A day in the life of Matt Jorgenson by Michele Drier

The day my dad’s caregiver called and told me my dad couldn’t remember how to button his shirt was the day I had to make one of the hardest decisions.

He’d developed Alzheimer’s gradually and over the past three years had been able to live in his home with a caregiver. The disease was too great now and he needed to be moved into a Memory Care facility. Locked doors, twenty-four-hour care.

This meant he’d be abandoning the home in Bakersfield that I’d grown up in, the home that my dad built for his family, my mother and me. I moved away better than a decade ago, heading for law school and a career in San Francisco, shaking the dust of the Central Valley off my shoes and not looking back. As much as I loved him, I couldn’t give up my life in the Bay Area, particularly now that I’d met Jennifer.

Alzheimer’s, the concern for my father and the gnawing fear that I may be headed for the same diagnosis, terrified me. When I heard about a memory chip that could augment your memory, maybe bring back forgotten parts of your life, I jumped at it. Now, I’m thinking it may have unintended consequences.

The other night, I was out in a North Beach bar with some friends when a woman smiled at me. I smiled back and asked the waitress to bring her a drink. As I went over to talk to her, another guy, a drunk from the end of the bar came over. I said, “Leave the lady alone. She’s not interested.”

“And who are you? Her guardian?” The guy took a step towards me and raised his hand.

I pushed the hand away and twisted the guy’s arm up behind him. “What part of leave her alone didn’t you understand?” I poked him in the ribs. Not a hard punch, just enough that he whooshed out a breath and staggered.

Now Brian, Stan and Artie were up, surrounding me to keep the other drinkers and the bartender from seeing anything. “Come on, pal, let’s get some air.” Artie put an arm around the guy’s shoulder and he and Stan walked him to the door, talking all the time about how he’d had too much to drink.

“What was that all about?” Brian watched me, an odd expression on his face. “I’ve never seen you make any moves like that. You’re a lover, not a fighter.”

“I don’t know, man. I had this feeling, this anger, come up from my gut.” I sucked in a deep breath. “Something about that guy and his cheezy moves made me see red.”

I turned to the woman, stuck out my hand. “I’m sorry if I frightened you. I don’t usually meet a woman like this. I’m Matt and this is Brian.”

The blond didn’t take it. She turned to her friend, said, “Let’s go,” picked up her purse and went out the door.

Not a night to remember, and I have strange dreams now, violent dreams of hitting people, breaking things, lashing out with anger I can’t control.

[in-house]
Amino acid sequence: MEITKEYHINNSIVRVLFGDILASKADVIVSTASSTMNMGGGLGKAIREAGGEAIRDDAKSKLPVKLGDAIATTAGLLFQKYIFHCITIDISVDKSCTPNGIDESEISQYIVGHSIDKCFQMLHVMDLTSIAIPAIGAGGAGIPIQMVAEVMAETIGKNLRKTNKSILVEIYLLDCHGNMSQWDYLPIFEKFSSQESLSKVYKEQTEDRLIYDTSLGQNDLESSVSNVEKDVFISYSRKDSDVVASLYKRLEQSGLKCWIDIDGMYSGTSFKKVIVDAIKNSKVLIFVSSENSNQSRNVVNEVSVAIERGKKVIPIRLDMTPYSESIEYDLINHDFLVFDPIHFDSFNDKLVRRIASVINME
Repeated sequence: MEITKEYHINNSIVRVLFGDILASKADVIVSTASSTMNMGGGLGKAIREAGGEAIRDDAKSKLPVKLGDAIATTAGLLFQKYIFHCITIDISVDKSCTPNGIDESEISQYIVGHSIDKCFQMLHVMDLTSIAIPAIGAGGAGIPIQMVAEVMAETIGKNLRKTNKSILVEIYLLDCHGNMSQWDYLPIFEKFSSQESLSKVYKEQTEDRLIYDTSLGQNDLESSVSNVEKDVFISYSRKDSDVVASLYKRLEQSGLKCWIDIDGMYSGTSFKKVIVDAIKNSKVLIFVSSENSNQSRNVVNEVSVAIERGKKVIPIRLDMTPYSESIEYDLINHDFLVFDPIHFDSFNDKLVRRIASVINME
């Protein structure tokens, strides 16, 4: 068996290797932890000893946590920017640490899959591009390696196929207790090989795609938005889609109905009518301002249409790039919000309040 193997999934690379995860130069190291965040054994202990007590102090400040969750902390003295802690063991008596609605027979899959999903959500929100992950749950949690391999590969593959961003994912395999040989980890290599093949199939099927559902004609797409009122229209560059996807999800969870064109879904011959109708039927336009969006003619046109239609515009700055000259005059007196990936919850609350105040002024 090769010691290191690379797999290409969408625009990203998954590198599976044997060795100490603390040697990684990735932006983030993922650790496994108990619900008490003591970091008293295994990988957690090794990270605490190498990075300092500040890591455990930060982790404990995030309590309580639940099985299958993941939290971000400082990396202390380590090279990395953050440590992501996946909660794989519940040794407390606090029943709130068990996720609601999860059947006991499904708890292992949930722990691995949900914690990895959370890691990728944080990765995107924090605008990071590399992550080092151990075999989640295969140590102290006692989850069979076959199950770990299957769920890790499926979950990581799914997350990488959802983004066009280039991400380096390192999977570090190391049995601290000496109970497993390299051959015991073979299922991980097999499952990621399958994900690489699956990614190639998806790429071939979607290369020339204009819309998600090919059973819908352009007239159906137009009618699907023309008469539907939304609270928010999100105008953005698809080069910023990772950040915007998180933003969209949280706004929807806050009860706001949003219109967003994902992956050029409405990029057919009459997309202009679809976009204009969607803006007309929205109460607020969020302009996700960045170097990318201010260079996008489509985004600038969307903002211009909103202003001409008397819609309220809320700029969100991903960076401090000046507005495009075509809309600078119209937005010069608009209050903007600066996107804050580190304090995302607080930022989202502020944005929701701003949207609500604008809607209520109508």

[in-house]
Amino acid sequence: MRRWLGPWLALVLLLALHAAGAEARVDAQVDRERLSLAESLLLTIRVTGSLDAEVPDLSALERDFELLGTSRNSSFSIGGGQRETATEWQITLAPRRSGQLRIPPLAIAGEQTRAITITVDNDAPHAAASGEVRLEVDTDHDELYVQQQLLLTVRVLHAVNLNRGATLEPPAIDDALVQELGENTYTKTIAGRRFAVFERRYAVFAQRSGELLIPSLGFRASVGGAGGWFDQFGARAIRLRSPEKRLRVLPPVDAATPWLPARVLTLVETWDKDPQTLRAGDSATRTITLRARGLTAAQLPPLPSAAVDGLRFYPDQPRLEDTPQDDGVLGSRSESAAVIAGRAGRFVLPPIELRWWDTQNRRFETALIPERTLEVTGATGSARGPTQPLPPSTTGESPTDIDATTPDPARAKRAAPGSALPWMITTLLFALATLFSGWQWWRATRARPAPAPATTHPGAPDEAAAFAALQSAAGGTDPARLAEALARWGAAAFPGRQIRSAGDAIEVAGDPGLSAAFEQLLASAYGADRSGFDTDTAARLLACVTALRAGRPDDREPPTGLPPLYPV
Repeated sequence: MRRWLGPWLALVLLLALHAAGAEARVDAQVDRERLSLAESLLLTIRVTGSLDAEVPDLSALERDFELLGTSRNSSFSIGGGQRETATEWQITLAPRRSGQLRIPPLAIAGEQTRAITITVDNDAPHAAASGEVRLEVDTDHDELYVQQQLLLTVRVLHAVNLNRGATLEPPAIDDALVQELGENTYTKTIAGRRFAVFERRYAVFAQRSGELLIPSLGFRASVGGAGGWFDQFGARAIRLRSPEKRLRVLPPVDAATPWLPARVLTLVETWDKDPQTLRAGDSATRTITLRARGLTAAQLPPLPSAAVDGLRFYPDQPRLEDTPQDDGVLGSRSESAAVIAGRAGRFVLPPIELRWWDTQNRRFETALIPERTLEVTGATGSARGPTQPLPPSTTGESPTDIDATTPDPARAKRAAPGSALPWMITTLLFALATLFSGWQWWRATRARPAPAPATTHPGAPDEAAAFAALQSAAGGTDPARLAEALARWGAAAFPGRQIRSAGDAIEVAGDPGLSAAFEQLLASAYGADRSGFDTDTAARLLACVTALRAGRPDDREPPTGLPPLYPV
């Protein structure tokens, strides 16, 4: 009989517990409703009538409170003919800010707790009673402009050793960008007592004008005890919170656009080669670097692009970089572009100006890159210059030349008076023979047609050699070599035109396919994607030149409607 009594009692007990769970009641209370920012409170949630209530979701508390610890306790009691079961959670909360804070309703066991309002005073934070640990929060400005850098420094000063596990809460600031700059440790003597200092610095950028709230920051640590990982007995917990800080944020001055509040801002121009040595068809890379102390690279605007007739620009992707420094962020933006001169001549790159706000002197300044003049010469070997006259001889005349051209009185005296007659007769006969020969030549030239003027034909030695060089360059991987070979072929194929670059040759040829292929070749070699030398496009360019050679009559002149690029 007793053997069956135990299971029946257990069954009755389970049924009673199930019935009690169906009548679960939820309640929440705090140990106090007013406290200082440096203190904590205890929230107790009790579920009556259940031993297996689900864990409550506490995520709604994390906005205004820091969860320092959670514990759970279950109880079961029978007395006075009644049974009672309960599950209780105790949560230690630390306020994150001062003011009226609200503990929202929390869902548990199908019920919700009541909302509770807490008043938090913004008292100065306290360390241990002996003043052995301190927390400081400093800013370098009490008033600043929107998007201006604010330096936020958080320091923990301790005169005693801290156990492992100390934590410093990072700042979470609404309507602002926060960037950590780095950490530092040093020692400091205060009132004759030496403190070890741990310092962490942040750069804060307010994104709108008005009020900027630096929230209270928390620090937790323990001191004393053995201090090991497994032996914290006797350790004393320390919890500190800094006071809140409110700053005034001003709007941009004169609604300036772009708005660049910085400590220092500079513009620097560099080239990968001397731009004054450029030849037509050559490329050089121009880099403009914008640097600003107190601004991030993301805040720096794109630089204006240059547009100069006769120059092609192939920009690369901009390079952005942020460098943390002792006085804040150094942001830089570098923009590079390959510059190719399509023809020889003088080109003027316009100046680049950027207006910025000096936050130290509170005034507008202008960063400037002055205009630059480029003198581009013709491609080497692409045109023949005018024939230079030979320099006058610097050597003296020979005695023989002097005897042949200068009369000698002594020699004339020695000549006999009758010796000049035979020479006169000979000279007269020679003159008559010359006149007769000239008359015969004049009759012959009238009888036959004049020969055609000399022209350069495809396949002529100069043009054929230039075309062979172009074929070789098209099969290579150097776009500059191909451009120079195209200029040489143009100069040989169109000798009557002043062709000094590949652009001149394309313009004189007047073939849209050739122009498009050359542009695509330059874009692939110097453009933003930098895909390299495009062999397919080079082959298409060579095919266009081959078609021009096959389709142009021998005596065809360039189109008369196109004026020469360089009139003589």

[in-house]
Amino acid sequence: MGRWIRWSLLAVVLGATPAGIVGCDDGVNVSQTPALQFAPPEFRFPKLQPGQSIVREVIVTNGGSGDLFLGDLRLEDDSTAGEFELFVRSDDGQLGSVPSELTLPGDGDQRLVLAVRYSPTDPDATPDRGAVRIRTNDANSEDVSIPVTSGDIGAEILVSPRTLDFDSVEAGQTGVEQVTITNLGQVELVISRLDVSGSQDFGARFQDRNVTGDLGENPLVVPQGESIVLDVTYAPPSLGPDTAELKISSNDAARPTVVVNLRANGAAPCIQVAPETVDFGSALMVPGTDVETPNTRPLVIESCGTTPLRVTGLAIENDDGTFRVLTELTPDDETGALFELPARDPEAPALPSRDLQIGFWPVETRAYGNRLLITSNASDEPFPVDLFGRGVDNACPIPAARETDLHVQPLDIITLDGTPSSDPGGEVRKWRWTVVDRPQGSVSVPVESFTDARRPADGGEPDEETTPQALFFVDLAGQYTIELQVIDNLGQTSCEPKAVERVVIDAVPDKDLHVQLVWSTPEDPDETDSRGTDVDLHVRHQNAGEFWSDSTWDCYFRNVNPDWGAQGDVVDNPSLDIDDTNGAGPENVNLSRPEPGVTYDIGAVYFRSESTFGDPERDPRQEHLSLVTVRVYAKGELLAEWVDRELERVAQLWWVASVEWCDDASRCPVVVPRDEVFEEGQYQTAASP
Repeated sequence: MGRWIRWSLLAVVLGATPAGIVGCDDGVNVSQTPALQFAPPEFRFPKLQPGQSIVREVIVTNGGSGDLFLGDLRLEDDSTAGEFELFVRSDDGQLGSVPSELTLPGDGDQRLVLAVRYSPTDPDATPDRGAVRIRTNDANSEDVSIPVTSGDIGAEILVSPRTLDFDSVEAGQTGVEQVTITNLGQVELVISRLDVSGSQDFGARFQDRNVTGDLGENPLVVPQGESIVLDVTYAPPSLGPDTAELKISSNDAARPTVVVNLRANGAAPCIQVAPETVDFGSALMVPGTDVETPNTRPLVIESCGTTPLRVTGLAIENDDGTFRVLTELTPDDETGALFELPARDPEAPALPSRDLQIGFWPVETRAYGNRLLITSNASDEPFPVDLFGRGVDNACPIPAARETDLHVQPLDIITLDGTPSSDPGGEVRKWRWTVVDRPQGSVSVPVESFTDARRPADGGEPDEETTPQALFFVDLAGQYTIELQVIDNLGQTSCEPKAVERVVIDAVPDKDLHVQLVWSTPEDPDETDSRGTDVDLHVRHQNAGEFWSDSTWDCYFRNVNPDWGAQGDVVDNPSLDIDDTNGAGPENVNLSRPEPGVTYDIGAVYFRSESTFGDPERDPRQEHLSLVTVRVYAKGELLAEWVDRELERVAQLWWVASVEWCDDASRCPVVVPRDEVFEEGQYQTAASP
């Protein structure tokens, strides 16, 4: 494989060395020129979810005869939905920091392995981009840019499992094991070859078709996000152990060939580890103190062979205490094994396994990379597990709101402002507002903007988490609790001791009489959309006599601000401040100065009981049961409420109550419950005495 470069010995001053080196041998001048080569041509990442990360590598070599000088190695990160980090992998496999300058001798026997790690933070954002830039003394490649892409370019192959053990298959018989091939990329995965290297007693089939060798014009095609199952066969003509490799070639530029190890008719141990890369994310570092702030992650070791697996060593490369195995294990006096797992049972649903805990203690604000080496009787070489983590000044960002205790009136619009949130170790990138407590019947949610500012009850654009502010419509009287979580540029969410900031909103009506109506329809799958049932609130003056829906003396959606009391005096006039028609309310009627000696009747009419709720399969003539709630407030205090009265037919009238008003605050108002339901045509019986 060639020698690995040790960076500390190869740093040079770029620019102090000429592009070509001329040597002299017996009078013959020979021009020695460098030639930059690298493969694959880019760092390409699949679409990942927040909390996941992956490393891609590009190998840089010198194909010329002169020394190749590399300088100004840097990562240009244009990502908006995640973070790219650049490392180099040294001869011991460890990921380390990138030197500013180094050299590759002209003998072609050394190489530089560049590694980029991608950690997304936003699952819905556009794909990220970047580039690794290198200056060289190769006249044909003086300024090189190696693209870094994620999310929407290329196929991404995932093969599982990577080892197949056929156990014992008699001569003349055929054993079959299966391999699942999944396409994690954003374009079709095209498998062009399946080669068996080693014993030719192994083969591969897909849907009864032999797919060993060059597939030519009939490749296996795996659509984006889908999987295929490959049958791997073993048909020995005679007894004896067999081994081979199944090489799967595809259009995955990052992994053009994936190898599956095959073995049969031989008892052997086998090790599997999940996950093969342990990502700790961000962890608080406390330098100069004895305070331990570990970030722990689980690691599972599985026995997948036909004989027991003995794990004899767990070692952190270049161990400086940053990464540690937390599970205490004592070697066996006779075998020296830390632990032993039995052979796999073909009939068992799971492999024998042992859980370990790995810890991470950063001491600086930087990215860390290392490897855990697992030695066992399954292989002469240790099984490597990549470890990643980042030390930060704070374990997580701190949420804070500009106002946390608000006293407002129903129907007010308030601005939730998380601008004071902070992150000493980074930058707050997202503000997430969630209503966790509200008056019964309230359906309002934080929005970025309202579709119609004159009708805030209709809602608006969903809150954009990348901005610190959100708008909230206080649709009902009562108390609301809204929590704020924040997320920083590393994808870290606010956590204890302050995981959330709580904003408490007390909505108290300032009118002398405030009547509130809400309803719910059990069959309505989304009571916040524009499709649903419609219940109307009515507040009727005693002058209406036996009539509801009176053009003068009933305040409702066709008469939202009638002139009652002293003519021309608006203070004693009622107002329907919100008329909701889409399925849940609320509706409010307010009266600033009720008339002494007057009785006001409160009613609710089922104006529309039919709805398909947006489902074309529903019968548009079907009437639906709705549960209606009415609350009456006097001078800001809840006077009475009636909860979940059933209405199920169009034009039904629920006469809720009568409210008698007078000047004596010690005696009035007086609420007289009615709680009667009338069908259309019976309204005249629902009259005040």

With my dad on his way to a facility that he’ll never leave, and me with dark and dangerous dreams, I worry that Alzheimer’s isn’t the only thing I have to fear.


You can read more about Matt in Ashes of Memories, a psychological thriller.

Getting what you wish for can bring unintended circumstances. Jennifer in New York and Matt in San Francisco worry that they’re losing their memories. Jennifer from an earlier trauma and Matt while watching his father succumb to Alzheimer’s. After finding a new medical technology designed to help people with cognitive disorders, they independently track down a grey-market supply, but when they meet they find unknown terrors.

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About the author
Michele Drier was born in Santa Cruz and is a fifth generation Californian. She’s lived and worked all over the state, calling both Southern and Northern California home. During her career in journalism—as a reporter and editor at daily newspapers—she won awards for producing investigative series.

She is the president of Capitol Crimes, the Sacramento chapter of Sisters in Crime, and the co-chair of Bouchercon 2020.

Her Amy Hobbes Newspaper Mysteries are Edited for Death, (called “Riveting and much recommended” by the Midwest Book Review), Labeled for Death and Delta for Death, and a stand-alone thriller, Ashes of Memories, published in 2017.

Her paranormal romance series, The Kandesky Vampire Chronicles, was the best paranormal vampire series of 2014 from the Paranormal Romance Guild. The series is SNAP: The World Unfolds, SNAP: New Talent, Plague: A Love Story, Danube: A Tale of Murder, SNAP: Love for Blood, SNAP: Happily Ever After?, SNAP: White Nights, SNAP: All That Jazz, and SNAP: I, Vampire.

Visit her Facebook page, her website www.micheledrier.com or her Amazon author page,

All comments are welcomed.

8 responses to “A day in the life of Matt Jorgenson by Michele Drier

  1. This book sounds really great Thanks for sharing it with us I’m going to put it on my TBR

  2. Intriguing, Michele. Nice soft way of integrating paranormal intrigues me, because I’m not usually a paranormal fan. This goes on my TBR list.

  3. Michele Drier

    Linda, I hope you’ll like it!

  4. Michele Drier

    This isn’t in my paranormal romance series, Judy. It;s a stand-alone, the only one I’ve written so far. Warning: It’s more violent than my usual traditional mysteries, as well.

  5. Michele Drier

    Dru, thank you so much for hosting Matt on your blog! I’m pretty fond of him and sorry he’s been going through a rough time!

  6. marilynlevinson

    Love this premise, Michele. There’s Alzheimer’s in my family, but I think I’ll skip taking the memory chip that Matt got.

  7. Good opening, Michele — you want to know more about Matt and his friends.
    Thanks for sharing.
    Constance Walker

  8. Intriguing intro. I like the idea of a chip. I wouldn’t want to be a beta user, but when it’s perfected…. But Michele, does the chip take a lot of coffee in the morning to boot up?